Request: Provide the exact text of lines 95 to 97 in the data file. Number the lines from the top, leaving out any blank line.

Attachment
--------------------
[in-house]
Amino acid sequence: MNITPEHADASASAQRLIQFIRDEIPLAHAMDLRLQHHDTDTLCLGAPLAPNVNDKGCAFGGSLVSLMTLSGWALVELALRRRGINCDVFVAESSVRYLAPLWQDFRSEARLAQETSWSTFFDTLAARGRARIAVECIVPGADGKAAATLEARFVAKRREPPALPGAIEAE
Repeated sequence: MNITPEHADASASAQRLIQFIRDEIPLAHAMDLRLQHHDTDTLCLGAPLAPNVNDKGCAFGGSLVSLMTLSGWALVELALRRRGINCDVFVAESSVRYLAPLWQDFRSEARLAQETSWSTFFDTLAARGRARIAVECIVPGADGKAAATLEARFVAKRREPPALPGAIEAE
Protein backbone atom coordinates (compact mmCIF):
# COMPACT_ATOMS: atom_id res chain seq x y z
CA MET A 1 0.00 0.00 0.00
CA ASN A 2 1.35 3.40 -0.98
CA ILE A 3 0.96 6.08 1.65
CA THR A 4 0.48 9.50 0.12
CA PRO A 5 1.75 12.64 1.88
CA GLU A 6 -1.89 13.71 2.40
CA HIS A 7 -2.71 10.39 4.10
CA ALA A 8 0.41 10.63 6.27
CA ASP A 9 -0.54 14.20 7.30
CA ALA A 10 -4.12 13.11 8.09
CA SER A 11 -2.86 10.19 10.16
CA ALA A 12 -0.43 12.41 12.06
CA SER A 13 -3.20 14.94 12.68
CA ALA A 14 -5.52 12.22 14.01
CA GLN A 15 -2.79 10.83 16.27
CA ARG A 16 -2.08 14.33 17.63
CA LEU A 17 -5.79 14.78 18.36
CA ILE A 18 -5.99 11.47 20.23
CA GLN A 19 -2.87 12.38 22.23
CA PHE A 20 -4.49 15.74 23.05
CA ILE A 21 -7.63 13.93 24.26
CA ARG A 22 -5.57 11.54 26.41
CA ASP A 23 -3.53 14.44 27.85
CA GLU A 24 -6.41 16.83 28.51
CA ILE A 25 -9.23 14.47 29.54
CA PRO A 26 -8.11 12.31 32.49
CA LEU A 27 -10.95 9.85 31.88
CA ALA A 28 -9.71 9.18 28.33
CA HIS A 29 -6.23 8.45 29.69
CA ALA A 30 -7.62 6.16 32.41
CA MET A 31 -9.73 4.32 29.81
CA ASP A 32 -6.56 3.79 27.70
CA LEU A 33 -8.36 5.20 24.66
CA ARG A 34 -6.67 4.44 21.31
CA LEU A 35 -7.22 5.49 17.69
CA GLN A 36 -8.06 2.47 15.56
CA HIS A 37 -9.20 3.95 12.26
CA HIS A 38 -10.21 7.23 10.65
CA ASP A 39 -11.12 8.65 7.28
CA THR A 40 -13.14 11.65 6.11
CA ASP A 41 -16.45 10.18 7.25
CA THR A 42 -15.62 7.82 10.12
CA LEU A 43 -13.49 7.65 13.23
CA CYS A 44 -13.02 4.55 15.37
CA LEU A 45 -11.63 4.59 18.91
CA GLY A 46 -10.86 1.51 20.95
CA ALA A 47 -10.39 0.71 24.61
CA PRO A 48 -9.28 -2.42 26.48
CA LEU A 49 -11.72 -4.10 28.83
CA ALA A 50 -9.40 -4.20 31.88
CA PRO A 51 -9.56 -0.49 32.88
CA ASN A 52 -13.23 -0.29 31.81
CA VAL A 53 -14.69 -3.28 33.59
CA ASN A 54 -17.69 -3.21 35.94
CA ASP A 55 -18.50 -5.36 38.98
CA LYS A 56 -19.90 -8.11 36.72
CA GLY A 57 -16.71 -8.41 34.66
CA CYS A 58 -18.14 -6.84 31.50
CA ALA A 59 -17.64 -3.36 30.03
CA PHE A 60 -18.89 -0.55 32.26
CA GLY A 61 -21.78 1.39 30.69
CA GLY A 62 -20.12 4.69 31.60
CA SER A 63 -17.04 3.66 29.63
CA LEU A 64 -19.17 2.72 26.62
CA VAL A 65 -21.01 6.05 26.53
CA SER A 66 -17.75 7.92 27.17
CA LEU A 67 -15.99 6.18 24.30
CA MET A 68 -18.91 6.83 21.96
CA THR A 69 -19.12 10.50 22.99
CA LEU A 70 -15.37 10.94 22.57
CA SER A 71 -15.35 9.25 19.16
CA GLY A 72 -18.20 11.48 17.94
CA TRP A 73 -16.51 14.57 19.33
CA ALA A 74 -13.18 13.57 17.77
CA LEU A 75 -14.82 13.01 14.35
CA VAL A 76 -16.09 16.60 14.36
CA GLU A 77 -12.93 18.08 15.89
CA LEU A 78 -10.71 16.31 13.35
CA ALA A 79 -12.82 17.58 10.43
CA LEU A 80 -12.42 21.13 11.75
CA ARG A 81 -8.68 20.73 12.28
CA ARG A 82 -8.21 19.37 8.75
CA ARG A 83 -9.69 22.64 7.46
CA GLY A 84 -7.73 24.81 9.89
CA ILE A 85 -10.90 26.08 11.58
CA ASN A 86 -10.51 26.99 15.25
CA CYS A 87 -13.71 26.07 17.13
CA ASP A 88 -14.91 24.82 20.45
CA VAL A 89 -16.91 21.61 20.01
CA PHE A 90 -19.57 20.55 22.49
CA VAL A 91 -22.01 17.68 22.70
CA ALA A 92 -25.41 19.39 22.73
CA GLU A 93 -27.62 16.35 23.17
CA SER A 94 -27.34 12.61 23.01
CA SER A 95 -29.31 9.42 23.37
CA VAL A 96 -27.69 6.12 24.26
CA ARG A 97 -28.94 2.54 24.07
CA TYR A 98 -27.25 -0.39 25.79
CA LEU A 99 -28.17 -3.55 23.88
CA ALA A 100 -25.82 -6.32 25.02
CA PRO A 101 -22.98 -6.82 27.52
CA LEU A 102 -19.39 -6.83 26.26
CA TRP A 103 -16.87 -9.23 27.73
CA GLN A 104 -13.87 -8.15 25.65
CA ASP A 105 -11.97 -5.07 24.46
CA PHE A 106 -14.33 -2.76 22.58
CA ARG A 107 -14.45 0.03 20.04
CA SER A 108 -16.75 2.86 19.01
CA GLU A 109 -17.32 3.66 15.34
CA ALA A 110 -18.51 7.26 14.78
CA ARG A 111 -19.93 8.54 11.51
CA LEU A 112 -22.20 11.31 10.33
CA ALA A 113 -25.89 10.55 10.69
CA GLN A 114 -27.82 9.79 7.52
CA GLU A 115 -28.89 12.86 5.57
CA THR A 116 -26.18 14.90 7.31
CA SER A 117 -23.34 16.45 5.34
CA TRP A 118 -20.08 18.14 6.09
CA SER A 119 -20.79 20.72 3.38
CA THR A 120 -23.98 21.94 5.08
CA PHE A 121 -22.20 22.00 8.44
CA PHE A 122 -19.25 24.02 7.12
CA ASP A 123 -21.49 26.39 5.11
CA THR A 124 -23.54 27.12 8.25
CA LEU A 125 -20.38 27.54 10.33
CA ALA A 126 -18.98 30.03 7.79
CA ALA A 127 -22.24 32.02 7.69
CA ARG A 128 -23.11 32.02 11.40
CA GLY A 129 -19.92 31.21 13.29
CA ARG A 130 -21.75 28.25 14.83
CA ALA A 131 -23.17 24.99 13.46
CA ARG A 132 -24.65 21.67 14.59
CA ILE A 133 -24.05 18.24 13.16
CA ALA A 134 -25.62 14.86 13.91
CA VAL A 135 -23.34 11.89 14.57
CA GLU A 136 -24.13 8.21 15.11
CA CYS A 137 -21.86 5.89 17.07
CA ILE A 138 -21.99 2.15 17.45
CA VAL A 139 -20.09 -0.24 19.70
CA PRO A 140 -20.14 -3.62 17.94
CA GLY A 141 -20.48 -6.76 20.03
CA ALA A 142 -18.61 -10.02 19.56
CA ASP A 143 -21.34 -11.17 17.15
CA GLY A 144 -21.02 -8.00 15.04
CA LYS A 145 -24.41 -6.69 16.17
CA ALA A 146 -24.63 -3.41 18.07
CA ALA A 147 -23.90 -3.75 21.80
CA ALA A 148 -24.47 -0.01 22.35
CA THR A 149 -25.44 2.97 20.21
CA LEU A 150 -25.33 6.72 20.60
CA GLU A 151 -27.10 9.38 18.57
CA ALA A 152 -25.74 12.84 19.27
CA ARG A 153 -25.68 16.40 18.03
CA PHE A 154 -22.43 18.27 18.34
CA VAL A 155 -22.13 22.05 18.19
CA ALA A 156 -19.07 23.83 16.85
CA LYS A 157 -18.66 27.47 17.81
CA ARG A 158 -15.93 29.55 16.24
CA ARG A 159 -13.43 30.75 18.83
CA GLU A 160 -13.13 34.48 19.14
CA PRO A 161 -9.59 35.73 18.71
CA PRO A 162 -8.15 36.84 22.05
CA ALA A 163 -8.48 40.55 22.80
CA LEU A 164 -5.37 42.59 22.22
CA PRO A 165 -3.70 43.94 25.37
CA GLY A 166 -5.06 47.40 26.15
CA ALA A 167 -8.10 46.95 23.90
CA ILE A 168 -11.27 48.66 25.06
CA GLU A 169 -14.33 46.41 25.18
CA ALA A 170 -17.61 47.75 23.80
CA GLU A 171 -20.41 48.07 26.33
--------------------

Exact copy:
CA PHE A 90 -19.57 20.55 22.49
CA VAL A 91 -22.01 17.68 22.70
CA ALA A 92 -25.41 19.39 22.73